Water losses can be overwhelming for property owners and residents, and the cost of repairs can be very high. Many times dezincification of plumbing components is indicated as the cause of the loss. This leaves non-metallurgists wondering “what is dezincification?”
Brass is an alloy, a mixture of copper and zinc with some other elements added. Copper usually makes up the majority of the elements in brass, and zinc is added to the copper. The amount of zinc added can vary from 5% to 45%, depending on the alloy. Note that pure zinc is bluish-white in color, while copper is red. Thus, the addition of zinc changes the color of copper from red to yellow. When the amount of zinc is high, some say greater than 15%, the zinc can be leached out of the brass by certain types of water. The zinc is removed, therefore the brass is “dezincified.”
As you can imagine, dezincification, or removal of the zinc from brass, is not good for the brass. The addition of zinc to copper strengthens the copper, making it stronger. When the zinc is removed, it leaves behind holes, or voids, in the brass that act a lot like perforations in the metal, making it weaker than pure copper. See image* below, which shows dezincification that had 42% zinc. After a time, the brass easily tears apart along the perforations.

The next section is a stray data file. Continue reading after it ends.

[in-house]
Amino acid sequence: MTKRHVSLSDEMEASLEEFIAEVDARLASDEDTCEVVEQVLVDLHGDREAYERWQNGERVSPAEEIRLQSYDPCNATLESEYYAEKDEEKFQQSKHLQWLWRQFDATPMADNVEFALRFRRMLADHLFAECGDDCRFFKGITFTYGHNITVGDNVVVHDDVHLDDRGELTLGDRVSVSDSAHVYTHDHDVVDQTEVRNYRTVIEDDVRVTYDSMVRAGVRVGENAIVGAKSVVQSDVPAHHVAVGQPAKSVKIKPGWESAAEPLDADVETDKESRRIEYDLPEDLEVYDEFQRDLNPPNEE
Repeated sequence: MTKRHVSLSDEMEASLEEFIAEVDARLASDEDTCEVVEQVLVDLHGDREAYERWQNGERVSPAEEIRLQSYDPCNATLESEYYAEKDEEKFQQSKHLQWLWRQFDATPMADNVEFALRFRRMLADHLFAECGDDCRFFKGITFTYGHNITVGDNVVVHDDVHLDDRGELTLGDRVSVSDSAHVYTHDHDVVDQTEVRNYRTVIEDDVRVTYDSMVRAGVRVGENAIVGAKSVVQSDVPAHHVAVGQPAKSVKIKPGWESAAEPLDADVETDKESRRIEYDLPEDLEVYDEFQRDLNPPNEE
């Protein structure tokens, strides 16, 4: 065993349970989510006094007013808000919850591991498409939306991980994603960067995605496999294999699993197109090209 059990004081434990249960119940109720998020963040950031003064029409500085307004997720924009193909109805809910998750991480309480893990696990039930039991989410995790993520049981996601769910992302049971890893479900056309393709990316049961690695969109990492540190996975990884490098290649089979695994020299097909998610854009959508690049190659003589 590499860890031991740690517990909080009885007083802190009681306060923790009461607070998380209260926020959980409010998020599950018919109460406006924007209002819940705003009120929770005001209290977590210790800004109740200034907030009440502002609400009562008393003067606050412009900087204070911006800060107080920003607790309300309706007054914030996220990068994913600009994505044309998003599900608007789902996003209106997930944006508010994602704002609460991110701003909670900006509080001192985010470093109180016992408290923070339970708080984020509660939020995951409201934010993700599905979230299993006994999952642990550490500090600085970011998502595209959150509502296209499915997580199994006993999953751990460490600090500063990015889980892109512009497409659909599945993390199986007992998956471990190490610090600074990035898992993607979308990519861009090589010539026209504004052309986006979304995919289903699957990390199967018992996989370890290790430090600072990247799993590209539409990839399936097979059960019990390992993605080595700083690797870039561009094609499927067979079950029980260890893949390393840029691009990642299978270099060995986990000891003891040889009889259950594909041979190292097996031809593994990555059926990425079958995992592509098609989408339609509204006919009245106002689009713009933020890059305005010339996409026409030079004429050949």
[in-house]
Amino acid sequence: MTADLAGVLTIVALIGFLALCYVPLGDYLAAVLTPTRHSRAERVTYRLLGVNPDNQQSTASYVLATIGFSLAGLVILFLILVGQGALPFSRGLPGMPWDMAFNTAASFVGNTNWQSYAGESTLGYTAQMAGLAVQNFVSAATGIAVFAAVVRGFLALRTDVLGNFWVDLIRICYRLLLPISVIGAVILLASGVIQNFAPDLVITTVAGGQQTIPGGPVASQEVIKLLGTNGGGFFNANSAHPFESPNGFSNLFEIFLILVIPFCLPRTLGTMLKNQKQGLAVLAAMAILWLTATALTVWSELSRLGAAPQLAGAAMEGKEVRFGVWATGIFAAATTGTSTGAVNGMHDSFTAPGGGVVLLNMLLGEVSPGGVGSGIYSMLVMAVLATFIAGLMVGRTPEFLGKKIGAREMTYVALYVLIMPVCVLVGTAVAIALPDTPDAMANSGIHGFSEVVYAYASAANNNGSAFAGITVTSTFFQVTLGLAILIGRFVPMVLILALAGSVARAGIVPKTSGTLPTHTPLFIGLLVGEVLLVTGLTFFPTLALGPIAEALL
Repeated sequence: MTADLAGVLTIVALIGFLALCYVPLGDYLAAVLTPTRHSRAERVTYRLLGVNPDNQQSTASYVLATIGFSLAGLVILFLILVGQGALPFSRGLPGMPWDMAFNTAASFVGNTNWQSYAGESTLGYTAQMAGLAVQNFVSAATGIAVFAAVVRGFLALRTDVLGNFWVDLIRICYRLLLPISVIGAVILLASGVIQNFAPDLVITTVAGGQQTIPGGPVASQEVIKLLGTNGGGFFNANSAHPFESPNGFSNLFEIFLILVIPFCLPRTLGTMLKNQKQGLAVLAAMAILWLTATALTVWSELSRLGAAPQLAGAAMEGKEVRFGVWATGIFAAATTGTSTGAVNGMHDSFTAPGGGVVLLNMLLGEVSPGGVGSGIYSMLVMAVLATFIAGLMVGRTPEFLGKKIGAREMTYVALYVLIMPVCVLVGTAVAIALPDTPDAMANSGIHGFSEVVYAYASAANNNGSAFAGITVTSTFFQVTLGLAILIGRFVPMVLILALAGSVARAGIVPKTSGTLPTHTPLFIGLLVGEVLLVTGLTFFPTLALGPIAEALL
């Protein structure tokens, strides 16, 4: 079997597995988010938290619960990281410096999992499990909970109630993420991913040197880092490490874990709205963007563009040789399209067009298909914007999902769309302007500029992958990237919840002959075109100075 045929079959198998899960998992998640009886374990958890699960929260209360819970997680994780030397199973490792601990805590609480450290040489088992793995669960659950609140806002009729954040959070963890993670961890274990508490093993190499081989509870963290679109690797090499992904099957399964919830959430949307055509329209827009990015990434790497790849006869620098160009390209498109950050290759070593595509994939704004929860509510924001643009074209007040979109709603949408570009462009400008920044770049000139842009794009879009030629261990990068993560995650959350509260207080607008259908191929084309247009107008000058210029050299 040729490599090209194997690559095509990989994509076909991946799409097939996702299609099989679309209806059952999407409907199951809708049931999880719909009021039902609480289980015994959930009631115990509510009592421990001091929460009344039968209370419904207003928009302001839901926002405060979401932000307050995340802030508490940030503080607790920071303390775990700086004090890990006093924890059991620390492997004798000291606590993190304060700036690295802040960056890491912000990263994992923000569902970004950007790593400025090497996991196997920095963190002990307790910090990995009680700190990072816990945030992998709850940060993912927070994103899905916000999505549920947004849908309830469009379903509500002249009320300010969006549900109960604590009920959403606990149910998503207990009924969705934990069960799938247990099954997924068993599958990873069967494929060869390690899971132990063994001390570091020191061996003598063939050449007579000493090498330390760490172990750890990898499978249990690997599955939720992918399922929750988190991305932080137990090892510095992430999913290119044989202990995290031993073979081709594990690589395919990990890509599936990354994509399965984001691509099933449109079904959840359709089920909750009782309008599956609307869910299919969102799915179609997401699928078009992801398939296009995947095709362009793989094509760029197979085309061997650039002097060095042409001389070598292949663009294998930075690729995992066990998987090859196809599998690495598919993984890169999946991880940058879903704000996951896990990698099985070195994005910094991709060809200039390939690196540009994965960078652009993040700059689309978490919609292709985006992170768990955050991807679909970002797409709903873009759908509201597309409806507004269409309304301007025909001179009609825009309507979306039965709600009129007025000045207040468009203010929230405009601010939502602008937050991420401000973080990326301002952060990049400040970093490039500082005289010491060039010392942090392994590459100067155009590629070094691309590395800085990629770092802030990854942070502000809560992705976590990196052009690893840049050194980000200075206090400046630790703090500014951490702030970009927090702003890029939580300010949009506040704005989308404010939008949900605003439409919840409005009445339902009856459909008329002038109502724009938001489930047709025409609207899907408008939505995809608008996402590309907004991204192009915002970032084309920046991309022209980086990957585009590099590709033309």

It is sometimes hard to detect dezincification with the naked eye. One easy method is to simply look at the color of the component in and around the failure. If the failure area is copper-colored, or red, and the rest of the component is yellow, dezincification is likely. In the image above it can be seen that the dezincified zone is reddish and the base brass material is yellow. (The black areas in the dezincified region are voids.) However, to conclude with a reasonable degree of engineering certainty that the material dezincified, a destructive metallurgical examination of the failure is needed, which includes cutting the sample, polishing and etching the cross section and viewing it with a metallurgical microscope. (That’s how the image above was prepared.)
When you experience a loss due to water damage, ARCCA’s metallurgical experts will perform the necessary inspections/examinations to determine how the failure occurred and how it can be corrected.
JAMES J. MASON, PhD, P.E. is a Senior Engineer at ARCCA specializing in the mechanical failure of consumer and industrial products/equipment and machinery design/failure, as well as metallurgical laboratory analyses. He is also experienced in failed consumer medical devices, such as orthopedic implants and plastics.
*Image from http://www.diehl.com/en/diehl-metall/company/brands/diehl-metall-messing/cuphin/material.html